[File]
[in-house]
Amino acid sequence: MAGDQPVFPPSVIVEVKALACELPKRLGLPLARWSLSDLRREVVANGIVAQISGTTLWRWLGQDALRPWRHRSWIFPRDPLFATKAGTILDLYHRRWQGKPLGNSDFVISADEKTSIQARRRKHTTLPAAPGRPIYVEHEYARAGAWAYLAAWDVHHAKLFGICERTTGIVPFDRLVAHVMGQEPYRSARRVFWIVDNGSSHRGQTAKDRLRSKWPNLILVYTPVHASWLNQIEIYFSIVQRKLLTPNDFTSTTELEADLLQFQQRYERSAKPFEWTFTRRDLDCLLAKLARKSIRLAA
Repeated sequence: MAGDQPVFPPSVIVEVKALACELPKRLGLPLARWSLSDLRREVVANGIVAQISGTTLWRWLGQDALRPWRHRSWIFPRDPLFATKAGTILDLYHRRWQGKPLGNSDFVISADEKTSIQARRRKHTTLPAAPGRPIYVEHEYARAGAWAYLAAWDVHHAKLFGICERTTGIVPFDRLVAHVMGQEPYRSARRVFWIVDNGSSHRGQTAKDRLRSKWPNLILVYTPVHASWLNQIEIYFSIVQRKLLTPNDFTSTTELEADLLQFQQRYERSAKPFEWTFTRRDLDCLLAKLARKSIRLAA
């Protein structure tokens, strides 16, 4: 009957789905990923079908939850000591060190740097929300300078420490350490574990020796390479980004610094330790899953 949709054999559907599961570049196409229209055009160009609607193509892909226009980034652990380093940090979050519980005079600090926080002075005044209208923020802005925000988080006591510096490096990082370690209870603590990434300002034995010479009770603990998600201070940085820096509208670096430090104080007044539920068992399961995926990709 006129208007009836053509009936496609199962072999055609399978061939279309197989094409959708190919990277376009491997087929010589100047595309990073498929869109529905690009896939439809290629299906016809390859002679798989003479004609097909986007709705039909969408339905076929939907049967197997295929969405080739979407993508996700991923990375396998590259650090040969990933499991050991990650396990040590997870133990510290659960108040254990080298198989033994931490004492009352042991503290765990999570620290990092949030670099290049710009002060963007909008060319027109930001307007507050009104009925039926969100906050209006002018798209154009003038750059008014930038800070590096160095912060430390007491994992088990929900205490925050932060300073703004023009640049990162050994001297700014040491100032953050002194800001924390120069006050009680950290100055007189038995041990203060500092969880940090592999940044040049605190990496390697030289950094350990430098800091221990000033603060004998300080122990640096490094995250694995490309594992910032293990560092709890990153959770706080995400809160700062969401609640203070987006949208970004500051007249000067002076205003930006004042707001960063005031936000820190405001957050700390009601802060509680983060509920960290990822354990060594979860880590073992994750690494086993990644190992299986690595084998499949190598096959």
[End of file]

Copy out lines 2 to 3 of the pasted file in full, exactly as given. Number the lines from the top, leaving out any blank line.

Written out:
Amino acid sequence: MAGDQPVFPPSVIVEVKALACELPKRLGLPLARWSLSDLRREVVANGIVAQISGTTLWRWLGQDALRPWRHRSWIFPRDPLFATKAGTILDLYHRRWQGKPLGNSDFVISADEKTSIQARRRKHTTLPAAPGRPIYVEHEYARAGAWAYLAAWDVHHAKLFGICERTTGIVPFDRLVAHVMGQEPYRSARRVFWIVDNGSSHRGQTAKDRLRSKWPNLILVYTPVHASWLNQIEIYFSIVQRKLLTPNDFTSTTELEADLLQFQQRYERSAKPFEWTFTRRDLDCLLAKLARKSIRLAA
Repeated sequence: MAGDQPVFPPSVIVEVKALACELPKRLGLPLARWSLSDLRREVVANGIVAQISGTTLWRWLGQDALRPWRHRSWIFPRDPLFATKAGTILDLYHRRWQGKPLGNSDFVISADEKTSIQARRRKHTTLPAAPGRPIYVEHEYARAGAWAYLAAWDVHHAKLFGICERTTGIVPFDRLVAHVMGQEPYRSARRVFWIVDNGSSHRGQTAKDRLRSKWPNLILVYTPVHASWLNQIEIYFSIVQRKLLTPNDFTSTTELEADLLQFQQRYERSAKPFEWTFTRRDLDCLLAKLARKSIRLAA